Isaac Newton’s rare ‘theory of everything’ says Gravity is a Push force.

By | December 16, 2006

Isaac Newtons rare theory of everything says Gravity is a Push force

A new transcription of Isaac Newton’s “theory of everything,” providing rare insight into the scientist’s views on nearly all known natural phenomena, is now available online to scholars around the world, thanks to an Indiana University research team.

Isaac Newton, the seventeenth-century physicist and astronomer whom many consider the leading figure in the history of science, is widely known for his theory of gravitational attraction, which according to legend, he contemplated after observing a falling apple. .

“This is a highly significant testament of Newton’s philosophy that has remained up to now unedited, untranslated and virtually unnoticed by Newton scholars,” Newman says, referring to a section of the document that is written in Latin.

“The manuscript is important in part, because it shows how Newton linked alchemy to his early theory of gravitation,” Newman says. “Many alchemists had argued that an ethereal substance circulated between the center of the earth and the sun, and that this invisible material was responsible for combustion, for the subterranean generation of metals, and for the preservation of life in general. In ‘Of Natures obvious laws’ the young Newton adopted this alchemical theory and modified it by saying that the ether pushed all matter towards the center of the earth, hence accounting for why things fall.” – physorg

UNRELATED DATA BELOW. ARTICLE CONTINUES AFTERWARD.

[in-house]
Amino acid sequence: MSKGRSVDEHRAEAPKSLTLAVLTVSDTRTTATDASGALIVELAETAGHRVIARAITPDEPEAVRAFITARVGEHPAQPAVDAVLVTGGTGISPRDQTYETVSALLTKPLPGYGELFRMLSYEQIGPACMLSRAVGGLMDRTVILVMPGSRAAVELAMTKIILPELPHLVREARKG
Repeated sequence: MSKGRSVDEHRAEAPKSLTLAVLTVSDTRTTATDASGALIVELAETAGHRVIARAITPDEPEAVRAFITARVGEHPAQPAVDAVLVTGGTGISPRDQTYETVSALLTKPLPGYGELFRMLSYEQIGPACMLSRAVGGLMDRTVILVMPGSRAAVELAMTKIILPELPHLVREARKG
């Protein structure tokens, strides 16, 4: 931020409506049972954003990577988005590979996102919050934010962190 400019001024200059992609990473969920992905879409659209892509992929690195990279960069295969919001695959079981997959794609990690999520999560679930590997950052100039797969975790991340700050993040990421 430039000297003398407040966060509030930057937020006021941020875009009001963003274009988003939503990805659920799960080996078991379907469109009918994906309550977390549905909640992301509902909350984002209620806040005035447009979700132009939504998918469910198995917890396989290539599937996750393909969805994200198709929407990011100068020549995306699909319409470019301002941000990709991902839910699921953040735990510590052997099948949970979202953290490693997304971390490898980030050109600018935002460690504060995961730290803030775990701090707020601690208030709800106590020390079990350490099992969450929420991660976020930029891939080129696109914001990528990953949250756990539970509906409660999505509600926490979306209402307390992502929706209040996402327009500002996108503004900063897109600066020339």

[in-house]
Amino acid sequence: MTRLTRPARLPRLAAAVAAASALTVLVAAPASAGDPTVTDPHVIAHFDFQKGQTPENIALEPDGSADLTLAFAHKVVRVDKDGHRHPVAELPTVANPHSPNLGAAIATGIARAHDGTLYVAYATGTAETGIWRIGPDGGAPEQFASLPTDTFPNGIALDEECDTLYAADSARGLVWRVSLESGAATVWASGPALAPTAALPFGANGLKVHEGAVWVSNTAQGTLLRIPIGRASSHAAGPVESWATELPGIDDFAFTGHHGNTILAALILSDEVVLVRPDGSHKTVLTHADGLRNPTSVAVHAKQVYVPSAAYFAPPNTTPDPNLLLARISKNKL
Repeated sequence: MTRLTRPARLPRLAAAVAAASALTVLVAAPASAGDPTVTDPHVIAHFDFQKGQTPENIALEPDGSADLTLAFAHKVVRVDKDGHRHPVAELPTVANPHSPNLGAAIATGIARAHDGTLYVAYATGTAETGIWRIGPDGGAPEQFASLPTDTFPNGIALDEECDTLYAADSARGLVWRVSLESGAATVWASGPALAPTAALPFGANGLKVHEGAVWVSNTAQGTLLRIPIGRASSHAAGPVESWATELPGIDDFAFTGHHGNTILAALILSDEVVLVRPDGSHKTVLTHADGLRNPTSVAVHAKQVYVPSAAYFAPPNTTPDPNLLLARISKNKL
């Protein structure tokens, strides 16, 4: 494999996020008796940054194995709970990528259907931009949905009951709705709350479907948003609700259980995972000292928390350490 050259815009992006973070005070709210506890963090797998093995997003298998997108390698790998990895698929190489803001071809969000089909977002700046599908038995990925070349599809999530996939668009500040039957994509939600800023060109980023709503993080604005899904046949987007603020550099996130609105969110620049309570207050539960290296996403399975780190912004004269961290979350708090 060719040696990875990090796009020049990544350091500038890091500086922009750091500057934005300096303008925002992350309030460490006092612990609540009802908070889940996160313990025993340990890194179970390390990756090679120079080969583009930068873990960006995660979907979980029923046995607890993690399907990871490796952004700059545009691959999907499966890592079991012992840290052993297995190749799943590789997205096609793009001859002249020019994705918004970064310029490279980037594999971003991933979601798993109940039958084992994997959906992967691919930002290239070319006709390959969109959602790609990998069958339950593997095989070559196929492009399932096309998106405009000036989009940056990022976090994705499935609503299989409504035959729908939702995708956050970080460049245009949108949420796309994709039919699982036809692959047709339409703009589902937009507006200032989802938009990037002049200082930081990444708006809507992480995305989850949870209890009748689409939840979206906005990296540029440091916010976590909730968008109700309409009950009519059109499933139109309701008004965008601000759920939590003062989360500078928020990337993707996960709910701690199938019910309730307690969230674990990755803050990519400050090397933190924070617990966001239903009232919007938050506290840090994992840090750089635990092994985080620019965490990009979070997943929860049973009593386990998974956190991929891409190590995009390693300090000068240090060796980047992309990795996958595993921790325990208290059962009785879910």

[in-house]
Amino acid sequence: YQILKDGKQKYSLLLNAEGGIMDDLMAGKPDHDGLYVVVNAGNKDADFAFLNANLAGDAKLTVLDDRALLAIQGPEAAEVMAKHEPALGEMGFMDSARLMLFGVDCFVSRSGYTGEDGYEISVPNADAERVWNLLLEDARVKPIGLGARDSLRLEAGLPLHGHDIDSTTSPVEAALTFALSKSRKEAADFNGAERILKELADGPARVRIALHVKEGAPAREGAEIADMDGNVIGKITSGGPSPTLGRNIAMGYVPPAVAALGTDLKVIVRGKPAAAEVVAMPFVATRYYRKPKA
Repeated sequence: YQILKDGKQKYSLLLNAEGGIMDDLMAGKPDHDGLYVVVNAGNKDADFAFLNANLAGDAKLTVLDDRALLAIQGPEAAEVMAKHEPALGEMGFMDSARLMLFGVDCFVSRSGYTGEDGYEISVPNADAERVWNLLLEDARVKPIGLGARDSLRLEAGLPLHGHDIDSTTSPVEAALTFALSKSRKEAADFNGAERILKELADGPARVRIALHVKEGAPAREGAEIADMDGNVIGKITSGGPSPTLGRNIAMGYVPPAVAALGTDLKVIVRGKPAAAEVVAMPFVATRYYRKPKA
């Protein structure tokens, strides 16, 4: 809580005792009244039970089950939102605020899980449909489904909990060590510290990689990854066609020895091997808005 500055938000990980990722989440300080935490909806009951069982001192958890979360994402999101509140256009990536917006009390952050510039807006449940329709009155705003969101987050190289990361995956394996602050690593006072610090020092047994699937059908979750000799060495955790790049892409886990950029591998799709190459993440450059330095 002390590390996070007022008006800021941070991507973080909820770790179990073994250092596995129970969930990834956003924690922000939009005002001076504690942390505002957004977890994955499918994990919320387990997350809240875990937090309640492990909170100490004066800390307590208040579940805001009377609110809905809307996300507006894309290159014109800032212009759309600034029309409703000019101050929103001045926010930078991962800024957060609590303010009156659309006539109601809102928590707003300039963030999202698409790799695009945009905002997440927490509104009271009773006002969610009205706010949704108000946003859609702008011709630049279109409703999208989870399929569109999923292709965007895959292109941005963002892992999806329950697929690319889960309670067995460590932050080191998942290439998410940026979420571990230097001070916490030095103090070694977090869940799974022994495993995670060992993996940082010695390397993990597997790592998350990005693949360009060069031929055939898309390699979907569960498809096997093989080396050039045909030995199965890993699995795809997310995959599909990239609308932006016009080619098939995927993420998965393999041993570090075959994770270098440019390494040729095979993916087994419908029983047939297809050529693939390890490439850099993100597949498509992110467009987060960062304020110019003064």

It is dramatic to me that Isaac Newton thought of gravity as a push force. Some modern ideas for anti-gravity devices include shielding this push force. A highly regarded Physicist working in the field once told me when we spoke in person, however, that “The push model of gravity does not explain why the more mass you have, the more gravity you have.” I think, however, that a push force which mostly passes through mater, only mildly pushing it, answers this objection. The more mass you have, the more shielding you have.
The push model, it seems to me, predicts a maximum amount of matter, beyond which all of the push force has been shielded. At that point, adding more matter would not create any more gravity. The discovery of a maximum gravity 5×10^18 kg/m^2, for example) would suggest the push model is correct. So far no maximum has been shown to exist.

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